Kompalli will be setting up and leading Myntra’s Corporate Strategy and Business Analytics team, which will be responsible for developing Myntra’s overall strategy.

So basically, they had no strategy on doing business so far? This seems to be the unfortunate state of e-commerce startups in India today. Mind you, Myntra is doing some active consolidating recently.

Do caching plugins on WordPress really work?

wordpress-logo-simplified-rgbWordPress is one of the most popular CMS platforms in the world today. Many blogs ( including this one) and journalistic sites run on WordPress. WordPress works by dynamically pulling content from a MySQL database and presenting it to users in a theme.

This dynamic nature is one of WordPress’s greatest strength – as it separates the sites look from the dynamic elements driving the site. However it is also this greatest strength which can cause a popular site to struggle.

As more and more visitors come to a site, the server has to work more, establishing connections to the database for each page called, using up more server resources and generally slowing down the site for new users, thus becoming a problem.

A popular solution for this is the use of a caching plugin. Caching plugins work by creating a static (HTML) version of the page the first time it is called. By keeping this page available for future visitors you can, theoretically, reduce the load on the site. I say theoretically though, because in some load tests I ran last week, I saw that the caches may not work.

I am currently running a self hosted WordPress installation on a Media Temple Grid Server. I am running a light installation of WordPress with 5 plugins. One of these plugins is W3 Total Cache, which is one of the most popular plugins in the WordPress.org plugin repository.

Setting up the plugin however is not as simple as installing it from the WordPress repository. And it is here that I step back to question the necessity of the caching plugin. WordPress is known for its simple 2 minute install, this caching plugin had me spending almost an hour setting it up, and I still wasn’t sure it was done right.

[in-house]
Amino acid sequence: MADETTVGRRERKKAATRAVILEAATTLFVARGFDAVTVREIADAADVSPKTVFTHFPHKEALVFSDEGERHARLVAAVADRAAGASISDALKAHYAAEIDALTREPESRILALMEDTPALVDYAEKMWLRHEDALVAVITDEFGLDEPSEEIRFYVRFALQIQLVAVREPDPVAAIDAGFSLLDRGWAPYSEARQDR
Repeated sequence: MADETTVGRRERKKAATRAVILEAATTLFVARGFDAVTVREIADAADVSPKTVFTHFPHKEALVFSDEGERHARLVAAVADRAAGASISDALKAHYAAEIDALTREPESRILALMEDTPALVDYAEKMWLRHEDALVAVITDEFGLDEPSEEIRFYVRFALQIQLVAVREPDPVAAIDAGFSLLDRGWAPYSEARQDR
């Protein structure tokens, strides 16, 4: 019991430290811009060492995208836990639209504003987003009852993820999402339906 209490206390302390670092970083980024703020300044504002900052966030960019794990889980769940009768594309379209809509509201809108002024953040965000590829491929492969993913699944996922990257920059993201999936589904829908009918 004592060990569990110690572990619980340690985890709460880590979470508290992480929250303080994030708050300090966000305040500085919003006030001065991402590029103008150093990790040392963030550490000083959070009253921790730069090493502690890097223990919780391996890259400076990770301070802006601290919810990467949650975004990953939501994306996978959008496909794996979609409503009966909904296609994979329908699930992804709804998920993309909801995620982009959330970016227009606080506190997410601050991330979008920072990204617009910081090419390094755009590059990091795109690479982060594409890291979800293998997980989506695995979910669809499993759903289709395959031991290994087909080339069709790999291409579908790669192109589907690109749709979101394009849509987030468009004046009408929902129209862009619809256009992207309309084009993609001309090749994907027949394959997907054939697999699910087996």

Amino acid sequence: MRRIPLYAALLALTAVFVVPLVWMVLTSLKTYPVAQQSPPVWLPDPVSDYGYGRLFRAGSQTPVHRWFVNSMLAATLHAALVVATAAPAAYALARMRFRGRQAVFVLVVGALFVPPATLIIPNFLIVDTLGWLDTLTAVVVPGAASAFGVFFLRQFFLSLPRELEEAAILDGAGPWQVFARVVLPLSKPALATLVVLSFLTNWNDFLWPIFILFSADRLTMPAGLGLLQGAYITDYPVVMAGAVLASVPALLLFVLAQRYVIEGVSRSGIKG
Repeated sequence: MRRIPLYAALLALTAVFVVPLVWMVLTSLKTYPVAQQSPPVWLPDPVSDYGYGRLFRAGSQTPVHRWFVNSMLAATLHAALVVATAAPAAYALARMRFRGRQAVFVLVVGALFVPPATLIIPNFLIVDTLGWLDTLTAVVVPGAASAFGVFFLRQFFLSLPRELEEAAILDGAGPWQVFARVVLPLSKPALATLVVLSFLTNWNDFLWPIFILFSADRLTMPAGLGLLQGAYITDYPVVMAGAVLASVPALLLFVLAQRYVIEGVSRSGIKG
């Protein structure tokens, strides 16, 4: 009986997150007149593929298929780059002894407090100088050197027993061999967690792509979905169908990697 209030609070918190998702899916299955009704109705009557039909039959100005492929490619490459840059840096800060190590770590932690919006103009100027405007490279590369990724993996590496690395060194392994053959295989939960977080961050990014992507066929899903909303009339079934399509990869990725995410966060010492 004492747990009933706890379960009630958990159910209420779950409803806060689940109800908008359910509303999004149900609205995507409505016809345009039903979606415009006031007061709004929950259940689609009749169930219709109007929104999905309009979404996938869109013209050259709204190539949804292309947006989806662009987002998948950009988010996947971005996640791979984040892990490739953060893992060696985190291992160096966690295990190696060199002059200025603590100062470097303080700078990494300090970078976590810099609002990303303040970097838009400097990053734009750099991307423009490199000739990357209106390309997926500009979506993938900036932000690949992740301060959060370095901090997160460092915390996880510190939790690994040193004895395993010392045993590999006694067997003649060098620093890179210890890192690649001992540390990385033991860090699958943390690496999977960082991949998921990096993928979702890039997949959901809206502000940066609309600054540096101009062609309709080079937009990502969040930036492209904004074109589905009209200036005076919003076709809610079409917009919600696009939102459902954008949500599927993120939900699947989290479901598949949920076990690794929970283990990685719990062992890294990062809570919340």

The setup first involved me having to install a PHP caching extension to my server. This had to be compiled from source. Post which I setup the plugin, by reading through (thankfully) copious documentation provided by the plugin author. My first setup was woefully incorrect as it immediately started causing server errors on my site. My backup plugin started taking 15 minutes to zip a 100 mb directory.

Once I had corrected the issues and setup the caching plugin again, I did some tests using a service called Blitz.io. Surprisingly my results were better without the caching plugin activated than with.

Blitz tests called rushes work by rushing a test site with a number of concurrent users over a set of seconds. I ran tests with a rush of 1000 users over 120 seconds.

Without the caching plugin active, I had an average response time (time taken to load first page) of 635 milliseconds, with a 21.37% timeout and a 1.7% error rate. This timeout number had me worried and I was hopeful the cache would run better. However my first run with the cache activated had my response time go up to 913 milliseconds with a 21.7% timeout and a 1.77% error rate. I reset some setting on the cache plugin and my response time went down to 827 milliseconds but my timeout rose to 27%, while error rate was consistent at 7%. The caching plugin was not able to reduce my timeouts and I also saw that the period the caching plugin was enabled, my host was using more resources.

In my view (at least in this current situation) caching should be a function of the hosting provider more than the CMS platform. Hosts like Media Temple, WPEngine and even WordPress.com dedicate a lot of effort to building caching into their products.

For non-technical bloggers who have chosen to have their blogs outside of WordPress.com for access to more themes and plugins, having the host take the responsibility and pain of handling caches is a better idea.

Considering the important nature that caching plays in a content driven site, it may also be considered that the certain basic caching features be built into the WordPress core. By building it into the core as a feature, it would also be easier for non-technically inclined users to use the feature.

Link : 64-bit Firefox for Windows should be prioritized

The Mozilla foundation is de-prioritising the development work on 64bit version of Firefox for Windows. This is a good article which points out why not, while also explaining the benefits of 64bit browsers. It does make me think however – that browsers these days are fundamentally broken.

Source: Ars Technica. | 64-bit Firefox for Windows should be prioritized, not suspended